Ergonomics in the workplace isn’t new. In fact, the term "ergonomics" has been used to describe the study of optimizing a work environment for safety and efficiency since the middle of last century.
According to early expert and physician Etienne Grandjean, “Ergonomics is essentially fitting the workplace to the worker. The better the fit, the higher the level of safety and worker efficiency.”
This definition, and this importance, still holds today. In this article, we’ll cover:
- What ergonomics in the workplace is
- Why ergonomics in the workplace matters
- How you can improve ergonomics in the workplace
What is workplace ergonomics?
Ergonomics is essentially the practice of designing the workplace while taking its employees into consideration. The goal is to set up a workplace that maximizes efficiency and ensures safety.
As an employer, it’s your duty to provide a secure work environment for your personnel, and part of this consists of implementing ergonomics in your workplace. It’s the process that shapes the work environment around your employees’ needs and preferences in an effort to promote optimal productivity, moderate discomfort, reduce fatigue, and enhance overall efficiency.
Why do workplace ergonomics matter?
Many musculoskeletal disorders (MSDs) involve the muscles, tendons, nerves, joints, discs, and cartilage. These kinds of injuries can occur in employees across various industries due to insufficient or nonexistent ergonomics. Employees in the manufacturing, construction, and other labor-intensive industries are among the most at risk.
Workplace injuries, whether minor or severe, are all too common when employees work on forceful and repetitive tasks, especially any tasks that require twisting, stretching, overexerting, or moving at awkward angles. Low-back disorders, carpal tunnel syndrome, pinched nerves, and tendonitis are a few of the most commonly seen MSDs.
In fact, the Bureau of Labor Statistics showed that, in 2018, 30% of occupational injuries and illnesses were MSDs, with manufacturing ranking among the leading industries.
Not only can ergonomics reduce injury rates, but according to Melissa Afterman CPE, “It positively affects quality, too. According to a recent systematic review of 73 empirical studies, physical fatigue accounted for 42% of the variance in quality deficits1. Making ergonomics improvements to the workplace setup can improve process efficiency and reduce worker fatigue. Ergonomics is good for the worker and ergonomics is good for the business”.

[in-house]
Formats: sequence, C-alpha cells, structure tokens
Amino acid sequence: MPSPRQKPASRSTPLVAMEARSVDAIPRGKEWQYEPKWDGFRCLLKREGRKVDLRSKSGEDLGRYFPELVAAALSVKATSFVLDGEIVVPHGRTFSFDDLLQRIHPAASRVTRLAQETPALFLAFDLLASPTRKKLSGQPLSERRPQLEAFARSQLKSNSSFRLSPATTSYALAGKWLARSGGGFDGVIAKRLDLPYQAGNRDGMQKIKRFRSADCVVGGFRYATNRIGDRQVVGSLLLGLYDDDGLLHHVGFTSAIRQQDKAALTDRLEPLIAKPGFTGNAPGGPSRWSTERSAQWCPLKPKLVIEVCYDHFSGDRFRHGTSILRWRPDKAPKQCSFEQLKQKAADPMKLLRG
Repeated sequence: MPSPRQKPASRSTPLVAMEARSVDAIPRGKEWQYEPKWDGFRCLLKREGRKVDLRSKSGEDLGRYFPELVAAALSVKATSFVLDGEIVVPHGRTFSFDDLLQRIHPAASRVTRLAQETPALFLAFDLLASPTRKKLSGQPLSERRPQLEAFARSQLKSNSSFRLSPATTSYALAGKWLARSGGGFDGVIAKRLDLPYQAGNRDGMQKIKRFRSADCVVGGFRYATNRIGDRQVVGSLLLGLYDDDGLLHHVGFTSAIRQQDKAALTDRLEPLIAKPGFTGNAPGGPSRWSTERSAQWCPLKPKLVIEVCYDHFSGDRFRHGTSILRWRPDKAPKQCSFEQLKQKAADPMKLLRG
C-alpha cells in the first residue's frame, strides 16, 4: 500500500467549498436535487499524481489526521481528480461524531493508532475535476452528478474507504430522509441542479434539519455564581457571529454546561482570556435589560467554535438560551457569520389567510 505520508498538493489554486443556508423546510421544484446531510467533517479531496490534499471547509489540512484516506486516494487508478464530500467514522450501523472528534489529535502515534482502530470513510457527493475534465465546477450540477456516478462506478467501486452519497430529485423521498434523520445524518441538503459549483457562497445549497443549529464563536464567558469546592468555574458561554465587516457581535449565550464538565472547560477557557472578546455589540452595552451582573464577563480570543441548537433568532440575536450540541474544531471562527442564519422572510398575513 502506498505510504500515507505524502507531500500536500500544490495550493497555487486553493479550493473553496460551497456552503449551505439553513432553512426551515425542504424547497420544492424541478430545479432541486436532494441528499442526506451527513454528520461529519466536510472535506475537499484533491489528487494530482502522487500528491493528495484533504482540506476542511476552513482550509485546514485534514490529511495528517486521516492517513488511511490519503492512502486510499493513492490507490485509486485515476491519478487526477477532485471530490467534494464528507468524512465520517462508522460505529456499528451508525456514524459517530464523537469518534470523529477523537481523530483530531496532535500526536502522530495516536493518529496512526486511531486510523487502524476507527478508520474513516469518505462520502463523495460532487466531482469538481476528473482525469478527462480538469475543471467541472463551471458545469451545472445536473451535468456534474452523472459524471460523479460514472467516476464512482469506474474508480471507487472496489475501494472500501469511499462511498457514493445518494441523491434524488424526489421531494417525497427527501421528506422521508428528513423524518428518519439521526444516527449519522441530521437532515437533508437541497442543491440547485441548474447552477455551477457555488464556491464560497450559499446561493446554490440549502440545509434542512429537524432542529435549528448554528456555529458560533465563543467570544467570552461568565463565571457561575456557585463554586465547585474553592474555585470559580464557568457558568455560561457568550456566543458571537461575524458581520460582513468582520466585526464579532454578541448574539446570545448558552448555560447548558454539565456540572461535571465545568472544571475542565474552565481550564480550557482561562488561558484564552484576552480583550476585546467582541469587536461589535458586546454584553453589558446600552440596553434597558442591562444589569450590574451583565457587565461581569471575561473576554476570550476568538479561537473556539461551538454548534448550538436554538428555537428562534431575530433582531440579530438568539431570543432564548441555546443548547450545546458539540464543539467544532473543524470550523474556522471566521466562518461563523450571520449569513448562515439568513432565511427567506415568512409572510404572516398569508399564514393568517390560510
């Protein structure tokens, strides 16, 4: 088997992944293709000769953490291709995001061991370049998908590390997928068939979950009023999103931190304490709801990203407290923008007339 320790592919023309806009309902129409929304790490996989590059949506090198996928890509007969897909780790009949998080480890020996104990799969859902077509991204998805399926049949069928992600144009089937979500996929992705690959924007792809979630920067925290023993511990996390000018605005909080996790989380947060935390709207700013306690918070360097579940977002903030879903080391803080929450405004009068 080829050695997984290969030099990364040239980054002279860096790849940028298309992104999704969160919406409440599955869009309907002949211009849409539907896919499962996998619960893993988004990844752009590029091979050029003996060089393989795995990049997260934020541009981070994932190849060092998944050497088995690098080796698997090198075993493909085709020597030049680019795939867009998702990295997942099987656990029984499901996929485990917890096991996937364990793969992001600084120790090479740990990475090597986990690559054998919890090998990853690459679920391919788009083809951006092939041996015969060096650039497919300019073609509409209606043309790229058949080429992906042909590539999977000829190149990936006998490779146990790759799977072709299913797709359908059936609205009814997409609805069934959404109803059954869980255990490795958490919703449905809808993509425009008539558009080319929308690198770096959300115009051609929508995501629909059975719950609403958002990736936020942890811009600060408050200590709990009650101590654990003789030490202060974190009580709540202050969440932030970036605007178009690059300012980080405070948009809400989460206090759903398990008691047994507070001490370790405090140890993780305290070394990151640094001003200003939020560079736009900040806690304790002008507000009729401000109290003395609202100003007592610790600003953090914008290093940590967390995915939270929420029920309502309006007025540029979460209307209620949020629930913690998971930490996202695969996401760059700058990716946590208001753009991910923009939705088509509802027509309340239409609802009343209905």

How can you improve ergonomics in the workplace?
If you want fewer complaints and work injuries as well as happier, more productive employees, then you need a solid workplace ergonomics plan.
Here’s how a strong workplace ergonomics program could help your employees and your company:
- Prevents mental and physical stress on valuable employees.
- Improves employee retention (which lowers costly employee turnover rates).
- Creates a safe atmosphere where workers thrive.
- Enhances overall safety culture (which makes your company look better to new or potential hires).
- Promotes positivity (and everyone loves that!).
- Saves your company thousands of dollars in workers’ compensation and health care costs.
- Improves the quality of your products (which saves you money on rework and makes customers happy too).
- Potentially increases product sales (due to the improvement in quality).
- Assures employees that they are appreciated members of your team and that you value their health and wellbeing.
Ergonomics in the workplace matters—for your employees and your business
Why does ergonomics in the workplace matter? Because you need to provide your employees an optimal environment for safe, efficient work—and this can not only benefit employees but your business as a whole. It’s no secret that a productive workforce equals a profitable company. When your people are healthy and satisfied, you and your business will reap the benefits.